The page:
Posts Tagged ‘spl’

OMG, Drinks + Books! It’s IMBIBE at the Marina Branch Library, June 17th

Tuesday, May 24th, 2011

All right, get ready for the next IMBIBE – deets below

IMBIBE at the Marina Branch Library, June 17th, 7-10 PM

Eat, drink and be literary at a library cocktail party

San Francisco, CA— On June 17th, Friends of the San Francisco Public Library present IMBIBE—an after-hours library cocktail party for Friends members.

Throw on that spare spacesuit you have hidden in the back of your closet and join us as we celebrate the launch of this year’s One City One Book—Packing for Mars: The Curious Science of Life in the Void by acclaimed local author Mary Roach, who will be on hand to chat and stargaze with partygoers.
Guests can enjoy complimentary drinks and snacks in the Marina Branch stacks, talk at full volume and generally ignore library taboos—moon walking is encouraged. Party perks include a space-themed photo booth and giveaways of Packing for Mars. The San Francisco Amateur Astronomers will have a telescope or two set up outside, so fingers crossed for clear skies!

Open Bar provided by Anchor Steam Brewing, Reyka Vodka, Solerno Blood Orange Liqueur and Coit Liquor.

IMBIBE at the Marina Branch Library promises to be a party of astronomic proportions.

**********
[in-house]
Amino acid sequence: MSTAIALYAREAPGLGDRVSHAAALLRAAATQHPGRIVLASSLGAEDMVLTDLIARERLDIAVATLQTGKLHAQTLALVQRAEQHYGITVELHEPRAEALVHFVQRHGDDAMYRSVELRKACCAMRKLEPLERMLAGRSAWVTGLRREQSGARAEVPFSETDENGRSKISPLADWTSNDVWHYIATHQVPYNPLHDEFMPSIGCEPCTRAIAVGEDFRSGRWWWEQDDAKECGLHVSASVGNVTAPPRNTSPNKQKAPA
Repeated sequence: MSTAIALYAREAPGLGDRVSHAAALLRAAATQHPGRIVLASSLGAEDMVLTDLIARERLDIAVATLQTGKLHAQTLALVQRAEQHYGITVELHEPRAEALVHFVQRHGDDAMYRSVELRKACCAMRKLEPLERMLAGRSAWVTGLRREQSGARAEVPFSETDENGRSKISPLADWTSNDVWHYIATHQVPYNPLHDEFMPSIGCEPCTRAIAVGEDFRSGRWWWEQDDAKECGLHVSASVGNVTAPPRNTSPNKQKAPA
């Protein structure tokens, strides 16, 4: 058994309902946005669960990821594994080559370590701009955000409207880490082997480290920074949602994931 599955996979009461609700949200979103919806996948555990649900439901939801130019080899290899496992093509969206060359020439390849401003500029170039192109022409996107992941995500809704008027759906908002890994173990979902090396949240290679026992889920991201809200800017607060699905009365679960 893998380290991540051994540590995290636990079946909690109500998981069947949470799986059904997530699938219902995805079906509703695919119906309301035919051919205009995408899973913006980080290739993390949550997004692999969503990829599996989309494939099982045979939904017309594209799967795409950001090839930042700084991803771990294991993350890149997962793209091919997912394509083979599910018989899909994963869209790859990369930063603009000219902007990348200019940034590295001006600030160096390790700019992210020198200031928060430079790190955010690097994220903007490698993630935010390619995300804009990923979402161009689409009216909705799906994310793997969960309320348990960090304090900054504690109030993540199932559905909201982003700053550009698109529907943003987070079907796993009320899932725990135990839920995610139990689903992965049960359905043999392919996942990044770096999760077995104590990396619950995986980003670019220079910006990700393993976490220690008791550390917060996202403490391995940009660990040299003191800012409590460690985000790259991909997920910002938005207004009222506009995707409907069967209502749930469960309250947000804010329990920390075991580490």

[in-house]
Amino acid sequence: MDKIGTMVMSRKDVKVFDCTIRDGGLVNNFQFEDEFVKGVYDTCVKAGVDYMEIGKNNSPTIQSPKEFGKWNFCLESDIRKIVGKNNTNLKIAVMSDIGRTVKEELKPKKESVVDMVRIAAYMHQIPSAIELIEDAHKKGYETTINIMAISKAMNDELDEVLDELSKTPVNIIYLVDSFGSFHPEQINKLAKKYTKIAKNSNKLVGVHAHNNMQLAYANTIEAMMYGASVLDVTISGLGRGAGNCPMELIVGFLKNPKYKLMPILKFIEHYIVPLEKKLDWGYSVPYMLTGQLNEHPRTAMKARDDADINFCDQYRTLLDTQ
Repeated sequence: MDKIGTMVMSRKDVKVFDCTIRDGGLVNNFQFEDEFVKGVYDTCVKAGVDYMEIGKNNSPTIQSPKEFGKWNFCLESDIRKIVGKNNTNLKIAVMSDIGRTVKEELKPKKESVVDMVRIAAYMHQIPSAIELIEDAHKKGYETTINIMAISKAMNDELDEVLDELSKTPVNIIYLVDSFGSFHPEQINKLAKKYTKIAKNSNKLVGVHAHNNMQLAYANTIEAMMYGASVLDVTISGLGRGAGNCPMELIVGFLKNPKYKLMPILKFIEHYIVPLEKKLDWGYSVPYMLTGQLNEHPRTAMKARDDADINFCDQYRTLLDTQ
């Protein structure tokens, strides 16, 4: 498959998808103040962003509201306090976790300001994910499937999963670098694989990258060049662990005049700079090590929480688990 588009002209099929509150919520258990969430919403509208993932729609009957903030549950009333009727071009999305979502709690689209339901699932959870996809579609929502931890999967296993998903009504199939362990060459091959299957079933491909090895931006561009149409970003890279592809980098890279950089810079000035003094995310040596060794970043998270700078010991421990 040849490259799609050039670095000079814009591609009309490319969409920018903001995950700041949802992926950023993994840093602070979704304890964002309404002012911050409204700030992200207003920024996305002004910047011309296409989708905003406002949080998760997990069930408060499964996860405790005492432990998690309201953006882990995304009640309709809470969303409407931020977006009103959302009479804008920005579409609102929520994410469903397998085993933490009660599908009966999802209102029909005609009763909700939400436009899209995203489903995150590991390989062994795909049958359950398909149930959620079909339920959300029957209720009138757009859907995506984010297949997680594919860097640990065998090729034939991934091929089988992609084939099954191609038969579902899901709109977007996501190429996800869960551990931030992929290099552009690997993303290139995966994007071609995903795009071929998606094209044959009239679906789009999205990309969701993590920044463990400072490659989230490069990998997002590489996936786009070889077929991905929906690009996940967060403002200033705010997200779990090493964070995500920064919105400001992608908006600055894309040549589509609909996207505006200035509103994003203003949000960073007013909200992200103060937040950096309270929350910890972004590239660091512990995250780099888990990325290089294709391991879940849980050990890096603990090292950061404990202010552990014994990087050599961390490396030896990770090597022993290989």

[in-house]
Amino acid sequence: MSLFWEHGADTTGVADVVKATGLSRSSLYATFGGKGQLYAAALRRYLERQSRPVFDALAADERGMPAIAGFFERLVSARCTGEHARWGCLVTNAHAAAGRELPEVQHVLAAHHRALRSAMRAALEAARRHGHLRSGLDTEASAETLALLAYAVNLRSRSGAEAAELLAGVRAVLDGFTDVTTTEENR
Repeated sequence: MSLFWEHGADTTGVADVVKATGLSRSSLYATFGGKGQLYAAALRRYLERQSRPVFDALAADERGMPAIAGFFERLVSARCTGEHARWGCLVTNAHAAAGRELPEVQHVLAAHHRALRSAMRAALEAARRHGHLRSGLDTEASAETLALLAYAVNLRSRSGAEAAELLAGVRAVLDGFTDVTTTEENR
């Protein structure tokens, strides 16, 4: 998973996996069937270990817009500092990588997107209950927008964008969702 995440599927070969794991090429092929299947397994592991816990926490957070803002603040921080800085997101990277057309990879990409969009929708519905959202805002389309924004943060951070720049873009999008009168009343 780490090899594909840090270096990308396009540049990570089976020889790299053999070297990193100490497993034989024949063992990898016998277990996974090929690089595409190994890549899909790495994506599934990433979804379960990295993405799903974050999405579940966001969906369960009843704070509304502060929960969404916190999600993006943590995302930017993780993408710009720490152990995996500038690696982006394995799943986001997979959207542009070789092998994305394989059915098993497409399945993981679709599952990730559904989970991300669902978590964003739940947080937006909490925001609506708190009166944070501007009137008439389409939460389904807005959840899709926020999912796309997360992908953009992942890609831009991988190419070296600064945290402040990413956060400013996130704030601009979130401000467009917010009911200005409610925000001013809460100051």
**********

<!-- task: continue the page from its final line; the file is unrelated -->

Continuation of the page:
Follow us into the void and IMBIBE on June 17th!

About IMBIBE

IMBIBE is a quarterly event series where Friends Members are invited to mix and mingle amongst the stacks with special literary guests, all while enjoying complimentary food and drink in some of the most beautiful, newly-renovated branches in the San Francisco Public Library system.

Discover new and exciting resources at your library. For more information visit act.friendssfpl.org/Imbibe or call 415.626.7500.
ADDITIONAL IMBIBE DATES
September 30th: Richmond/Senator Milton Marks Branch
December 2nd: Potrero Branch
MEMBERSHIP INFORMATION:
IMBIBE is free for Friends Members.
Current members, please RSVP to Imbibe@friendssfpl.org
Non-Members can join the party by signing up online or at the door. For a limited time, Friends is offering a special, mid-year, 18-month Membership. Visit https://act.friendssfpl.org/midyear or call Mary Abler at (415) 626-7512 x107 for more information.

Friends Membership provides year-round funding and support for San Francisco Public Libraries. Support the Library and join Friends today!

WHAT: IMBIBE at the Library

WHERE: Marina Branch Library
1890 Chesnut St.
San Francisco, CA 94123
WHEN: Friday, June 17th, 7-10 PM

COST: FREE for Friends Members (includes hosted bar)
RSVP to Imbibe@friendssfpl.org Friends Memberships begin at $35+

Controversial Poet Amiri Baraka Coming to San Francisco’s Main Public Library This Sunday

Thursday, November 5th, 2009

Poet, activist and essayist and former SFSU Lecturer Amiri Baraka (or the Amiri Baraka) is coming to the San Francisco Public Library at the Main Branch this Sunday, Nov. 8, at 1 p.m -  Koret Auditorium, 100 Larkin Street. He’ll be discussing the first year of the presidency of Barack Obama.

Interestingly, Wiki has a whole section devoted to Amiri Baraka called “controversy” – you might find it worthy of note. See below.

amiribw
Via Wikipedia:

“The following is from a 1965 essay: